U.S. flag

An official website of the United States government

Dot gov

Official websites use .gov
A .gov website belongs to an official government organization in the United States.


Secure .gov websites use HTTPS
A lock ( ) or https:// means you’ve safely connected to the .gov website. Share sensitive information only on official, secure websites.


Main content area

Evaluation of the U.S. Department of Agriculture’s Egg Pasteurization Processes on the Inactivation of High-Pathogenicity Avian Influenza Virus and Velogenic Newcastle Disease Virus in Processed Egg Products

Revis A. Chmielewski, Joan R. Beck, David E. Swayne
Journal of food protection 2013 v.76 no.4 pp. 640-645
chickens, fat substitutes, Newcastle disease, heat inactivation, temperature, Salmonella, trade, Influenza A virus, egg substitutes, pasteurization, Avian orthoavulavirus 1, egg yolk, egg products, avian influenza, viruses, USDA, eggs, United States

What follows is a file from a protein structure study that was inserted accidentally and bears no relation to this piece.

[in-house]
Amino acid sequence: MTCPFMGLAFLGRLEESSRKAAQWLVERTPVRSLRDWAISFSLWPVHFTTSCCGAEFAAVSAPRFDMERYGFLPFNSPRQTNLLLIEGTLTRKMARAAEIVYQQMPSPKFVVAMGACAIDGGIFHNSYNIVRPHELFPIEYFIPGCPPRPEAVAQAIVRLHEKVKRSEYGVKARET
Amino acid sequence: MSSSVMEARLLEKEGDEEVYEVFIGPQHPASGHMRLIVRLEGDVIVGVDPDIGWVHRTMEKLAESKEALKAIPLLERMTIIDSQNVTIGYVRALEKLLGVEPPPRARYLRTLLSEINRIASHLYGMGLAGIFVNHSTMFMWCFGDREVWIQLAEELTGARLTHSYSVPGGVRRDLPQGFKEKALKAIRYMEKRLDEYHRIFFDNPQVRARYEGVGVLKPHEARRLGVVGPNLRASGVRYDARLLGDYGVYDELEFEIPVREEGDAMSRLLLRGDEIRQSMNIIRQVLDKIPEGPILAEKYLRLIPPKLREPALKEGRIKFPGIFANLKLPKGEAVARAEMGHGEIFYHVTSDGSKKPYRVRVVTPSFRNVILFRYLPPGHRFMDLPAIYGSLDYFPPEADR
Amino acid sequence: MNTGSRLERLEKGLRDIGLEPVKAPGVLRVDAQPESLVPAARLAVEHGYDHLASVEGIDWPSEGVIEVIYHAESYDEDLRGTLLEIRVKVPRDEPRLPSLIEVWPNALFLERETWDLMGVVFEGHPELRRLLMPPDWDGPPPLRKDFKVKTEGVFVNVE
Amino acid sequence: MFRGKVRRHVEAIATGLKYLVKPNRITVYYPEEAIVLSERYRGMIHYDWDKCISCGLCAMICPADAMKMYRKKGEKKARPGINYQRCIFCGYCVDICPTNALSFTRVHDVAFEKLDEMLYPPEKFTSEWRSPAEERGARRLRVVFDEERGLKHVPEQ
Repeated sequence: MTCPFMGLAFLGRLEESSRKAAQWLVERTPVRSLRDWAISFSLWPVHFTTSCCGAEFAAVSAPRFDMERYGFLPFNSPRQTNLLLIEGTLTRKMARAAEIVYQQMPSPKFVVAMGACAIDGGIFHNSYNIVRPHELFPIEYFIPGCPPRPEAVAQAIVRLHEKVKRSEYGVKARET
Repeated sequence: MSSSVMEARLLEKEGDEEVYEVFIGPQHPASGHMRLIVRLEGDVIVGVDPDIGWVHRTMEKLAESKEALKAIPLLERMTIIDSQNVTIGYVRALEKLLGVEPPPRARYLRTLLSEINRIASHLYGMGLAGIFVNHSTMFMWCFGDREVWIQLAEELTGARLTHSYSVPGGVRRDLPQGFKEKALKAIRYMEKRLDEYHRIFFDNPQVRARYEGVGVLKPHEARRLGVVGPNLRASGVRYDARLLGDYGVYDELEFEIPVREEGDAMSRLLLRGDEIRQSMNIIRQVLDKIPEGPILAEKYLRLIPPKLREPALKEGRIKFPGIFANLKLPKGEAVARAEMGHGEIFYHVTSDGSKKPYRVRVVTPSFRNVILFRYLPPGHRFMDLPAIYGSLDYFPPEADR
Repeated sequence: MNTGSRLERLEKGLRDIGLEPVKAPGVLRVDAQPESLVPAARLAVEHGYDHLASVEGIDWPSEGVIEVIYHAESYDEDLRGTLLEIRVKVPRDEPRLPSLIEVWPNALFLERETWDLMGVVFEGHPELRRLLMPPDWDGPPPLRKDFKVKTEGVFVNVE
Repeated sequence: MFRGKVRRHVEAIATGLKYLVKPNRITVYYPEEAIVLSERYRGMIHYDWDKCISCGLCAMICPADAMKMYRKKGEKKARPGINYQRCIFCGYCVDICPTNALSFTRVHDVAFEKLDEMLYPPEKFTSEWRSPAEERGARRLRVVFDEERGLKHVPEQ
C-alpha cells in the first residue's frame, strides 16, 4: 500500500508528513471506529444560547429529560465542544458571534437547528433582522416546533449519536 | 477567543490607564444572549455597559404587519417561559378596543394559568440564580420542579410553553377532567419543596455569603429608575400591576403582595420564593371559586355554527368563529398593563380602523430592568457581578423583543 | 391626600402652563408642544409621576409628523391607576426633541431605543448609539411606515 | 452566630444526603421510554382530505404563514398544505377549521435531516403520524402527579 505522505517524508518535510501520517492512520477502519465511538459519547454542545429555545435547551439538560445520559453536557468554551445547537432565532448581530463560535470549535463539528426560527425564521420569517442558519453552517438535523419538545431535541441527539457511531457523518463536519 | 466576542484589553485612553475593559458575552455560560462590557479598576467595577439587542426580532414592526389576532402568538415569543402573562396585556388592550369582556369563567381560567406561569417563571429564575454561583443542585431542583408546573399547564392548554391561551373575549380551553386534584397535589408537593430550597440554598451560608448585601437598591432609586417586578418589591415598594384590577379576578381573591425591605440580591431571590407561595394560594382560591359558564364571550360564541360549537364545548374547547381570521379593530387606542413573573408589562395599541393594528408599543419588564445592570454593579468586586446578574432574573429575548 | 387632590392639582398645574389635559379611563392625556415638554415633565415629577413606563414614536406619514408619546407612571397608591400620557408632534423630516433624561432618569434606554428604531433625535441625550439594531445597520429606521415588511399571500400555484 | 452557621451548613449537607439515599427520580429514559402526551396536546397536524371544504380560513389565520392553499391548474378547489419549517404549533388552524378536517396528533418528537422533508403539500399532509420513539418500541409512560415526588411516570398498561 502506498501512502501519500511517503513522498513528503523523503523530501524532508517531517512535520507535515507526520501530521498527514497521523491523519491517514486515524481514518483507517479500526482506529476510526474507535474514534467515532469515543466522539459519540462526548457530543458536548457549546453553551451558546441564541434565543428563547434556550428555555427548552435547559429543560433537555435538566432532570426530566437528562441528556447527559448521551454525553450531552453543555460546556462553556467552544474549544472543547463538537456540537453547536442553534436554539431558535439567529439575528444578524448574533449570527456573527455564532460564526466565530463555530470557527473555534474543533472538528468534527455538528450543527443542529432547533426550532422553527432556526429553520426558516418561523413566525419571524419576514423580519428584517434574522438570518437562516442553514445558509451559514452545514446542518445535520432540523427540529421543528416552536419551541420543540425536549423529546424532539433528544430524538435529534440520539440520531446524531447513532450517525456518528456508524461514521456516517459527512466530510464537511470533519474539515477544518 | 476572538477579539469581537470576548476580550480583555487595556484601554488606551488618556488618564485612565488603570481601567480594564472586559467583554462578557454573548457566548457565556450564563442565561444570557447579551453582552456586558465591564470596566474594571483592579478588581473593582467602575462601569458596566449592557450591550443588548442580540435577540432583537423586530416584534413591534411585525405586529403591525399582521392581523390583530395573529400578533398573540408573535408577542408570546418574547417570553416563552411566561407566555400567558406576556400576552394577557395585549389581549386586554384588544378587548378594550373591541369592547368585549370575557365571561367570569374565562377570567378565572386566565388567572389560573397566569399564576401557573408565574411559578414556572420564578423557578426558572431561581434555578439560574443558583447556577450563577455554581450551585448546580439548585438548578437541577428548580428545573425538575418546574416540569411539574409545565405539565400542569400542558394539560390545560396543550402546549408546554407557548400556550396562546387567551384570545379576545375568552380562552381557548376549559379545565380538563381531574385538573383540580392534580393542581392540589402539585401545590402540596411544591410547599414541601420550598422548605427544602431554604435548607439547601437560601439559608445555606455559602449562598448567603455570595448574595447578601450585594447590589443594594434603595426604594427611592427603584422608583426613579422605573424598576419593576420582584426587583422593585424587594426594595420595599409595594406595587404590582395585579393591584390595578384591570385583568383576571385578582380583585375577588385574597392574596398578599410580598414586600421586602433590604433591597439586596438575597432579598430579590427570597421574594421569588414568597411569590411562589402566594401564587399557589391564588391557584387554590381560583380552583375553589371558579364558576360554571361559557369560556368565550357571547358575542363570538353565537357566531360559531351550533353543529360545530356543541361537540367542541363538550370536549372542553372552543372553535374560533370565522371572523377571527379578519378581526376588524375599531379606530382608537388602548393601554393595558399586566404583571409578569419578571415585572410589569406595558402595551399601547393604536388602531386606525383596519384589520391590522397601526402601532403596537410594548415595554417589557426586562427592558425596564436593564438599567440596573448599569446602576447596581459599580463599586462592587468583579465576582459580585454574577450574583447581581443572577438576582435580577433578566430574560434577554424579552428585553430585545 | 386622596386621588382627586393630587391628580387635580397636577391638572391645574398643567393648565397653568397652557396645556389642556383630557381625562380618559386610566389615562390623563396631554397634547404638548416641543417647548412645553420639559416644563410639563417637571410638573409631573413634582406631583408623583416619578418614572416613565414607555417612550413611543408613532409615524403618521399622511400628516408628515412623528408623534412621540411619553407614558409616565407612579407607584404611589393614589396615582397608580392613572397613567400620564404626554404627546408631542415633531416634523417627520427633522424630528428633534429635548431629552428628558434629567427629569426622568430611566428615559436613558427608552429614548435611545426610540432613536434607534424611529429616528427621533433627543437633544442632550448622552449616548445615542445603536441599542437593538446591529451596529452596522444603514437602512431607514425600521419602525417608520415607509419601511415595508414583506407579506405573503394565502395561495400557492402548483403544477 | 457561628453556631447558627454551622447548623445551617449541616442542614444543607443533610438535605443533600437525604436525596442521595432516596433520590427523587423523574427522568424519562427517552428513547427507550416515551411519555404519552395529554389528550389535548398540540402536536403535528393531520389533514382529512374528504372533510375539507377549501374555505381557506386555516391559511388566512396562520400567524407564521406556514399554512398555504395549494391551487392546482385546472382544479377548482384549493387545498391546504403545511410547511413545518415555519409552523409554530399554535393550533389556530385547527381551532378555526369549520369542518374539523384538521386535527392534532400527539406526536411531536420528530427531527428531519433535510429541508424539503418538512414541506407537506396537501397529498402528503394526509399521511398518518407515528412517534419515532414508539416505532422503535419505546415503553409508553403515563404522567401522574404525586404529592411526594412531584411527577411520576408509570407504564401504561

Globally, 230,662 metric tons of liquid egg products are marketed each year. The presence of highly pathogenic avian influenza (HPAI) or Newcastle disease in an exporting country can legitimately inhibit trade in eggs and processed egg products; development and validation of pasteurization parameters are essential for safe trade to continue. The HPAI virus (HPAIV) A/ chicken/Pennsylvania/1370/1983 (H5N2) and velogenic Newcastle disease virus (vNDV) AMPV-1/chicken/California/ S01212676/2002 were inoculated into five egg products and heat treated at various times and temperatures to determine thermal inactivation rates to effect a 5-log viral reduction. For HPAIV and vNDV, the pasteurization processes for fortified, sugared, plain, and salted egg yolk, and homogenized whole egg (HPAIV only) products resulted in >5-log reductions in virus at the lower temperature–longer times of U.S. Department of Agriculture (USDA)–approved Salmonella pasteurization processes. In addition, a >5-log reduction of HPAIV was also demonstrated for the five products at the higher temperatures–shorter times of USDA-approved pasteurization processes, whereas the vNDV virus was adequately inactivated in only fortified and plain egg yolk products. For the salted and sugared egg yolk products, an additional 0.65 and 1.6 min of treatment, respectively, at 63.3uC was necessary to inactivate 5 log of vNDV. Egg substitute with fat does not have standard USDA pasteurization criteria, but the D59-value was 0.75 min, adequate to inactivate 5 log of vNDV in <4 min.